How Hitting the Snooze Button Affects Your Health

| Women's Health

trouble sleeping

Sure, snagging a couple extra hours of sleep on the weekend is an elusive and highly valued opportunity for most mothers, and the occasional afternoon nap never hurt anyone, right? Getting enough sleep is so crucial, especially for us mothers, that many people do not stop to consider the other side of the spectrum. However, oversleeping can cause just as many issues as insomnia. We are all familiar with the common problems associated with too little sleep, and the medications, treatment options, and home cures that are widely used and available. But oversleeping can be just as serious, and have just as many side effects, so if you find yourself wailing away at that snooze button, it might be time to learn what you can do!

Contrary to popular belief, we cannot simply chalk up oversleeping to laziness. There are several medical conditions that can affect how much we sleep. The most popular include:

  • Diabetes: Studies have revealed that people who sleep more than nine hours per night are 50 percent more likely to suffer from diabetes.
  • Hypersomnia: A disorder where people suffer constant or recurrent episodes of extreme exhaustion
  • Depression: It is estimated that over 15 percent of people who suffer from depression also sleep more than nine hours a night.
  • Sleep apnea: A condition where breathing involuntary stops at intervals throughout the night

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However, oversleeping isn't always caused by an underlying problem. If you regularly miss out on the recommended seven to nine hours of sleep a night, chances are your body is going to need to play catch-up. Also, elements like the weather, anxiety levels, and physical activity can impact how much sleep you get as well. If you are stressing about a big project at work, chances are you won't be getting nearly enough sleep the night or two leading up to the due date. There are a whole host of symptoms and side effects that accompany too much sleep, however. These include, but are not limited to:

  • Inactivity: You might think that being overly rested would give you that necessary charge of energy to get up off your butt and hit the gym, but unfortunately that is not the case. Oversleeping often results in grogginess and lack of energy even during waking hours.
  • Headaches: One of the most popular complaints from people who oversleep is headaches and migraines. This has to do with the effect that oversleeping has on the neurotransmitters in our brain.
  • Back pain: If you are prone to back pain, especially lower back pain, then oversleeping can actually exaggerate your condition. All that time spent on a mattress does little to help you stretch out and work through any discomfort.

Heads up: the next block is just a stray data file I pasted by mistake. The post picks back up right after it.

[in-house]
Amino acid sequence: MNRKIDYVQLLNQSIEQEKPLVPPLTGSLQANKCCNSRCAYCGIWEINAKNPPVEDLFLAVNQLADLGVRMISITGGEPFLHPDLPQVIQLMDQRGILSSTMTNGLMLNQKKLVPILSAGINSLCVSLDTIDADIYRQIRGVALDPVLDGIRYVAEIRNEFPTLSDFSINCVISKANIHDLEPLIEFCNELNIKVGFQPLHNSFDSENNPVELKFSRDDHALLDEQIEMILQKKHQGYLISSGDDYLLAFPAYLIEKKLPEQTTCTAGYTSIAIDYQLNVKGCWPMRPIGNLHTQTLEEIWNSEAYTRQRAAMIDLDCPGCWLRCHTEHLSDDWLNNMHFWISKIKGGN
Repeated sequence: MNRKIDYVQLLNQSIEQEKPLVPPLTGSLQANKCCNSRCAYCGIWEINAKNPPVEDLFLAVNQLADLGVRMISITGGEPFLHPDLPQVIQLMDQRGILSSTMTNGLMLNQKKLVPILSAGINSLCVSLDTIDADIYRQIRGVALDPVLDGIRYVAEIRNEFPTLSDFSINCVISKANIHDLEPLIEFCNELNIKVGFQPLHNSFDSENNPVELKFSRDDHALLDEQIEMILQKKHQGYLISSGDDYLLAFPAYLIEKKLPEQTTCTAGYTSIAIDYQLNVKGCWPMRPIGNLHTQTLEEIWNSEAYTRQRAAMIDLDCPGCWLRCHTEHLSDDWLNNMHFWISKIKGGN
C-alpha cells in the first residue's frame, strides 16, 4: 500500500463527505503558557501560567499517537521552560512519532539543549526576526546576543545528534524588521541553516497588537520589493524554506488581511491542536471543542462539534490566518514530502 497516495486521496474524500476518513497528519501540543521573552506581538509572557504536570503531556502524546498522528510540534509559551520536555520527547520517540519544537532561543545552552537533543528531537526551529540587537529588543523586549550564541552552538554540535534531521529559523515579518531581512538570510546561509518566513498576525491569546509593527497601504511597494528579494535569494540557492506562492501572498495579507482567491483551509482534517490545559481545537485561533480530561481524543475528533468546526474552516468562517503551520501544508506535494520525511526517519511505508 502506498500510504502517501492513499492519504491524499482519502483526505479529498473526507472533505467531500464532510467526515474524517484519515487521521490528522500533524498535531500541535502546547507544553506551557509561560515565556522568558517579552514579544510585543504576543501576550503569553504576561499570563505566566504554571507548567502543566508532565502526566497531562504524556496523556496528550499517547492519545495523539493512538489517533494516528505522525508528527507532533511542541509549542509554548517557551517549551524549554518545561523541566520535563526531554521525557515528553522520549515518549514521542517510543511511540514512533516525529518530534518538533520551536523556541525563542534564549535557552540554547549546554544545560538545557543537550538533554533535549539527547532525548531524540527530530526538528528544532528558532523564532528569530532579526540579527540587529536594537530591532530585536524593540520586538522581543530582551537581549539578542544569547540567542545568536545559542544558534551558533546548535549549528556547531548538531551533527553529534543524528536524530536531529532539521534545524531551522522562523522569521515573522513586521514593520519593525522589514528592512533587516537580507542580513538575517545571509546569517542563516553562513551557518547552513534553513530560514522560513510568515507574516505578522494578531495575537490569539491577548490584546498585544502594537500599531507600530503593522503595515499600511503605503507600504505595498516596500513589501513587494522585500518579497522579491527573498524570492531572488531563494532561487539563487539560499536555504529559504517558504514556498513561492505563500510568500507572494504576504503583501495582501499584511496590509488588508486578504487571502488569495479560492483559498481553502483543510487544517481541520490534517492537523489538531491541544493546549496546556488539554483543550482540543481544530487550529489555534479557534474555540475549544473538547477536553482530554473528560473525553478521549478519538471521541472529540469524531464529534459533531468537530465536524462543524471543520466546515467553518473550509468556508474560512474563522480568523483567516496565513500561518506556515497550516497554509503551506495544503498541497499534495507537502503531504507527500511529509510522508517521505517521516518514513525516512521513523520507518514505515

• Heart disease: Although the cause is still not yet known, sleep studies have revealed that coronary heart disease and oversleeping are linked in some way. People who oversleep regularly have a 38 percent increased chance of suffering from heart disease!
  • Foul mood: For all you Negative Nancies out there, you may want to check and see if your foul mood has to do with your sleeping patterns! People who oversleep often wake up feeling discouraged and frustrated that they have wasted precious time. Want to boost your mood? Click here to find out how!
  • Fatigue: Ironically, another common complaint of over-sleepers is that they wake up feeling tired, lethargic, and angry! Plus, they are way more likely to give in to their exhaustion and become repeat offenders when it comes to hitting the snooze button.
  • Depression: Feeling tired, dejected and inactive for days on end can wear on even the most diligent mothers. Often, people who fall prey to bad sleeping habits are also eventually diagnosed with some form of depression, as they are caught up in the endless cycle of sleep and inactivity.

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>> Read more: 5 Things You're Doing to Sabotage Your Sleep Patterns

If you think that you may be falling into a pattern of oversleeping, then have no fear! There are a variety of ways you can go about repairing your relationship with your alarm clock. Most importantly, remember that sleep is a lot like food and air: our body needs it to function correctly, but too much of a good thing can be detrimental to our health! Exercise control, and you will be on the right track! Check out our sources here: National Sleep Foundation, Health Guidance, American Sleep Apnea Association.